When a potential new business owner comes to you and asks for help, how do you decide if she’s worth your investment? The first thing we give them is a SWOT analysis: That’s strengths, weaknesses, opportunities and threats. We use this as a tool of assessing the client’s readiness. Is she ready to sit down and write her business plan? Or is this just a dream with a lot of obstacles?
What happens next? A training course that covers everything a small-businessperson needs to write her business plan. Next, we have thousands of volunteers who want to help women start their own business. Maybe we have a group of restaurant owners who meet to go over the business plan of a potential food business, or we connect the businessperson with a mentor in the same field, so she can have someone to talk to as problems arise. Why train women to start their own businesses? Why not job training instead? The population we help is traditionally marginalized; they come to us making $12,000 a year and beset with other difficulties. These are not people who can make money working for someone else. Once these women create their own thriving business, it pays off in many ways. For one thing, once their income rises, they need far fewer social support services. Instead of receiving welfare, they start paying taxes. For another, women who start their own businesses hire locally. Our graduates created 4,300 jobs in 2010, paying an average of $2 over the median for similar jobs.
So there’s a ripple effect. Yes, it’s staggeringly successful, so much so that it makes me frustrated when I watch what’s going on with job creation on a national level. It’s all fine and well to do construction projects, or invest in biotechnology that’s far down the road, but we just hit the highest level of poverty in generations, and we need jobs now. WISE can create a job for a $2,500 investment. Anyone read the news stories about how much each job created by the Economic Recovery Act cost? It’s not $2,500, I can tell you that.
Why tomorrow’s technology needs women’s participation Weili Dai is the co-founder and former chief operating officer of Marvell Technology Group, and the only female founder of a global semiconductor company.
You see a direct link between the technology Marvell enables and working women. What is it? Women can use technology to work without leaving her village and her family. And because technology is helping developing countries compete with advanced countries, globally. The Earth is flat now. If there’s something I don’t know, I can do some Google searches and be knowledgeable in just a few minutes. And I can do that from anywhere in the world, from my home, with my family.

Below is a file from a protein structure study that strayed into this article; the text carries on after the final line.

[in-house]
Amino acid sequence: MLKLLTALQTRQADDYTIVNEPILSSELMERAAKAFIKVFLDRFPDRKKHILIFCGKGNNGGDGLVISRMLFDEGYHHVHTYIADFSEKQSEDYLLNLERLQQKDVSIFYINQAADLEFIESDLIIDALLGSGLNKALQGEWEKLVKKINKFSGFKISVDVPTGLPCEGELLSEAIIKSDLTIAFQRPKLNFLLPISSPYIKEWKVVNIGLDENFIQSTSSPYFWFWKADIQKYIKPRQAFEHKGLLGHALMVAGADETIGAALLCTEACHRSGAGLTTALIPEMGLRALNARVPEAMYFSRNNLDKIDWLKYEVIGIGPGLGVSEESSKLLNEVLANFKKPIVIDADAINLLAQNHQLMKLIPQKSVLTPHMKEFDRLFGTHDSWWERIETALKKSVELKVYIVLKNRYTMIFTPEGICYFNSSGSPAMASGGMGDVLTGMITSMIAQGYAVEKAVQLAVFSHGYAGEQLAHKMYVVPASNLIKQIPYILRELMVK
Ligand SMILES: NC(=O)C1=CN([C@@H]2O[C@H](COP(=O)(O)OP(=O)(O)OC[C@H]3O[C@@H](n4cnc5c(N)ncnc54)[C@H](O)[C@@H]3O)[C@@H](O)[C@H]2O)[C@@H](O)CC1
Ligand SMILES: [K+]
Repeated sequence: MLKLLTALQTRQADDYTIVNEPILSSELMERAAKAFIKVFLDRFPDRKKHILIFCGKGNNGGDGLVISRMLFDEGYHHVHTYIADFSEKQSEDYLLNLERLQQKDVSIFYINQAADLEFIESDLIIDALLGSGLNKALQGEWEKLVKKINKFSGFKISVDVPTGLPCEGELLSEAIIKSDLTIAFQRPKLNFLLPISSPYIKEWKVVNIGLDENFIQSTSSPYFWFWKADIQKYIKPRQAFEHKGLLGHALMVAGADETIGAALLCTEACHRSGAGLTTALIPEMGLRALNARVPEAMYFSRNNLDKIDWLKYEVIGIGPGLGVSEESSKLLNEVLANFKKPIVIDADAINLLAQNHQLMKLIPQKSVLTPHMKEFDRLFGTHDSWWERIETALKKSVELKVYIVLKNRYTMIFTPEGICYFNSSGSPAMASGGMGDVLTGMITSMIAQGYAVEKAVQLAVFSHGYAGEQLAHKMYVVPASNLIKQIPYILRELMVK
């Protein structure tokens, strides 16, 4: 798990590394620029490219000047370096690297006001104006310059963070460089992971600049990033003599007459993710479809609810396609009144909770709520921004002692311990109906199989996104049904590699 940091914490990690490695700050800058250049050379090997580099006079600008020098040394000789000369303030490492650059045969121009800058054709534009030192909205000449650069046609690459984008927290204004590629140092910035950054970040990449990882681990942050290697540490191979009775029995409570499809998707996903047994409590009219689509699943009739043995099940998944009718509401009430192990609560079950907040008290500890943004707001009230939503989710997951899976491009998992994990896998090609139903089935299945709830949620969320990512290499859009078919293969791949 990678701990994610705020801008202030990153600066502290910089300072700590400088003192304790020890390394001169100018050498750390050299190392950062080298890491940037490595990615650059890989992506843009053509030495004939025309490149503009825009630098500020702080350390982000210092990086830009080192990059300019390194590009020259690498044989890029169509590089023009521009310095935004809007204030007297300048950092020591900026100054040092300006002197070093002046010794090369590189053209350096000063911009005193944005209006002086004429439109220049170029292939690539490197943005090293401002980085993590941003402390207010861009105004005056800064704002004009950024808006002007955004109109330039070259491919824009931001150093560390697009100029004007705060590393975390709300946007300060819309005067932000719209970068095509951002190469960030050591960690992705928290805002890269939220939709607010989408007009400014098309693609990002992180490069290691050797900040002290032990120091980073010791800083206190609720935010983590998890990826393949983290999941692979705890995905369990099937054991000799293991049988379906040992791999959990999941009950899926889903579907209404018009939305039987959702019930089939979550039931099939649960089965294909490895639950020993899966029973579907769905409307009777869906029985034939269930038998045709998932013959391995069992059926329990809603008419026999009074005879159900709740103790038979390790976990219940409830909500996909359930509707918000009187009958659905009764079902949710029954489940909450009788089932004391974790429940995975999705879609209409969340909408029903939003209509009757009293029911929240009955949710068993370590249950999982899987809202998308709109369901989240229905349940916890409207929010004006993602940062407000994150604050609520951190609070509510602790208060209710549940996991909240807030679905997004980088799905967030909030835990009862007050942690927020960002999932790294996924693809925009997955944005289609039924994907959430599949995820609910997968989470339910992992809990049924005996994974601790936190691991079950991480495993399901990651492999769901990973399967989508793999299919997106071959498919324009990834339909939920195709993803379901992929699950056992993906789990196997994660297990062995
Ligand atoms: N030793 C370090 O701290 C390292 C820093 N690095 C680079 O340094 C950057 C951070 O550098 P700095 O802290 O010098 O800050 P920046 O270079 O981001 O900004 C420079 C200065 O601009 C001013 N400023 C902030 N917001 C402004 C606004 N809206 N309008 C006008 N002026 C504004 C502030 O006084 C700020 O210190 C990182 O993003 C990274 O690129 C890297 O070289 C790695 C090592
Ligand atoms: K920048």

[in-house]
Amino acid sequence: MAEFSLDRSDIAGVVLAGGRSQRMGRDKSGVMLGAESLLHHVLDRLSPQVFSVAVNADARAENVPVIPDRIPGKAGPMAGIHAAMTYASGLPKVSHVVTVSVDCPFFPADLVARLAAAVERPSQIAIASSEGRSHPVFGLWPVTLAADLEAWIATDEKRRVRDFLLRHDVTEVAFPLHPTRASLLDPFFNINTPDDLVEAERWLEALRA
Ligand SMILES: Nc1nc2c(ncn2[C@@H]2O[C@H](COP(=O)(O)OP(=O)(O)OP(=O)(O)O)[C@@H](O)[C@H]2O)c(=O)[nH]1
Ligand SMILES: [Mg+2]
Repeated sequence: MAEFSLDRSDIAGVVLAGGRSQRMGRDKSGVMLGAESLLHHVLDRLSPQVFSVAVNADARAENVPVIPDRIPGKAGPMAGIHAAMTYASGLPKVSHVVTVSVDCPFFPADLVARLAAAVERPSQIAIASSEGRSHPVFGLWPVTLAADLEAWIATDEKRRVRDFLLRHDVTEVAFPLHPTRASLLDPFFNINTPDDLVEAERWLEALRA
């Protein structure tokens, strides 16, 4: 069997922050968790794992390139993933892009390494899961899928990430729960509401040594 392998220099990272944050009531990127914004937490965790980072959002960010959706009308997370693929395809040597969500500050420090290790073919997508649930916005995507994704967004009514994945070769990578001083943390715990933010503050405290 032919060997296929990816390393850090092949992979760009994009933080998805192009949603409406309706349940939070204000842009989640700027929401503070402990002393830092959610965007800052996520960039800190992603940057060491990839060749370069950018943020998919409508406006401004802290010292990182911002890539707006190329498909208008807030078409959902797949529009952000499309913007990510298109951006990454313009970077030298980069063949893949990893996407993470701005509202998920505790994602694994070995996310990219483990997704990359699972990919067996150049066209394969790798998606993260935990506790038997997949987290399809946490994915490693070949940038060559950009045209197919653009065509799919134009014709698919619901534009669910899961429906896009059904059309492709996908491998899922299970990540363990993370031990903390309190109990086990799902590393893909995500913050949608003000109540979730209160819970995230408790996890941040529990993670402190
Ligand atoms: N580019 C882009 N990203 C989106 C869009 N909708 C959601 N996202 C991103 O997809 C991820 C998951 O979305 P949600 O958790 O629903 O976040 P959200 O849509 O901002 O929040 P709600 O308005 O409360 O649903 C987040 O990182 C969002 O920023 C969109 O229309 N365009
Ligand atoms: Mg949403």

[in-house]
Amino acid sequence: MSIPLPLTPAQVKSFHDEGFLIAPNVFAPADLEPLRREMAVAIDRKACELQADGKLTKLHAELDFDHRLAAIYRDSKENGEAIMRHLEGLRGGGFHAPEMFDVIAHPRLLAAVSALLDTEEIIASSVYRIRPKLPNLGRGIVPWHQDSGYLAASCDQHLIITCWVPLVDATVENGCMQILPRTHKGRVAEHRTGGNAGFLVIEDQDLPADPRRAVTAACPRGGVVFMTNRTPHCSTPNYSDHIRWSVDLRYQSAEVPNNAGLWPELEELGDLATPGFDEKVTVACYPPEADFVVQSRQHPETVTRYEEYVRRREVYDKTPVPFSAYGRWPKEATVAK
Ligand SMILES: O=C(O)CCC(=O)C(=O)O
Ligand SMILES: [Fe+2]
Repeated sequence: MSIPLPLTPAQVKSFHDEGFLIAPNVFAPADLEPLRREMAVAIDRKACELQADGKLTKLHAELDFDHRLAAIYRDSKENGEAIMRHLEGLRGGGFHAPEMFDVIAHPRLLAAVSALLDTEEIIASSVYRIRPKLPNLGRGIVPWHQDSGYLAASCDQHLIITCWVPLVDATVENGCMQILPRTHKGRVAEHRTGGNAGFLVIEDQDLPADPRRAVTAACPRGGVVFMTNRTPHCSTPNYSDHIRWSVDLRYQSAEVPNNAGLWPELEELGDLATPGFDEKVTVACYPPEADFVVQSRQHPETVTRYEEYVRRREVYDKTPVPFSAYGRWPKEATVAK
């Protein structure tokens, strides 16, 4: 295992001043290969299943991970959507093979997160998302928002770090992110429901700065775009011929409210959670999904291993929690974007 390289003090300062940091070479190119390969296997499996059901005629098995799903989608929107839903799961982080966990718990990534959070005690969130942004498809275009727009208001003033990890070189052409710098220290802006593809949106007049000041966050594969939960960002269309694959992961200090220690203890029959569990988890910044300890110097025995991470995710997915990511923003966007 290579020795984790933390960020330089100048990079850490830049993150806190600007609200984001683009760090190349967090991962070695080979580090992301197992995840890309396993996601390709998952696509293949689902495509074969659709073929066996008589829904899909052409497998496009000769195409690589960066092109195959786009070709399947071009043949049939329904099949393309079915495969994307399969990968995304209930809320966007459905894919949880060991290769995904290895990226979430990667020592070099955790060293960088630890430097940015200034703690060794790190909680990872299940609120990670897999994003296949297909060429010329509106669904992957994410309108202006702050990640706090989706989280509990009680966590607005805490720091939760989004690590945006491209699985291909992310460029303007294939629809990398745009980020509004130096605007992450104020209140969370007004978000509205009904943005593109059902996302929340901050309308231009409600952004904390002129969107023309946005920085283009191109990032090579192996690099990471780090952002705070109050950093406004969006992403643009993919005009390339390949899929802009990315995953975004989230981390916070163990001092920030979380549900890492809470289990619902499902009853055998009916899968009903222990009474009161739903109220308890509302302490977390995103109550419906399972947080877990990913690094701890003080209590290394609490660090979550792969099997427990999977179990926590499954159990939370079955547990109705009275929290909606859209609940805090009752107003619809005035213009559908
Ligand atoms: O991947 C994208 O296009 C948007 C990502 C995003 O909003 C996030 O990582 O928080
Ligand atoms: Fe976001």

What are the strengths you see in female engineers? From a technical standpoint, they’re very similar to male engineers. But personality-wise, women seem to work more socially. They work well in teams, and it can be easier to build teams around them. It makes sense to me; women have for thousands of years had the responsibility of taking care of their families, so the default is on group activity.
You and your co-founders started Marvell in 1995. Did you think there would be more female technology executives by now? Yes, technology overall absolutely needs more female participation. But I’m hopeful for the future; women engineers tend to make things with great user-interface design. They think about how people use their gadgets, and they have a sense of design and beauty. Moving forward in hightech, it’s going to be less about nerdy code, and more about making things that are easy to use and look great, which hopefully will attract more and more women.
So what do you do to encourage female leaders? Besides, of course, providing an example of a successful woman in technology, I participate in the Fortune/U.S. State Department Global Women’s Mentoring Partnership. I’ve had women from China and from Kenya come to spend a couple of weeks with me and learn how our business works.
Female innovation leaders
These women — along with other female inventors, scientists and business leaders — will be honored Thursday at the APEC Reception Honoring Women Innovators.
Nguyen Thi Mai Thanh Chairwoman and CEO REE Corp., Vietnam
When Nguyen Thi Mai Thanh joined the state-owned Refrigeration Engineering Enterprise in 1982, it was, as she has described it, “a small state-run business in poor condition fitted with used machinery, producing mainly ice-cube makers.” Eleven years later, after seeing Vietnam infused with new business energy under the Doi Moi, or Renovation, program of economic reforms and with her own company stagnating, she decided to petition the government to privatize the company.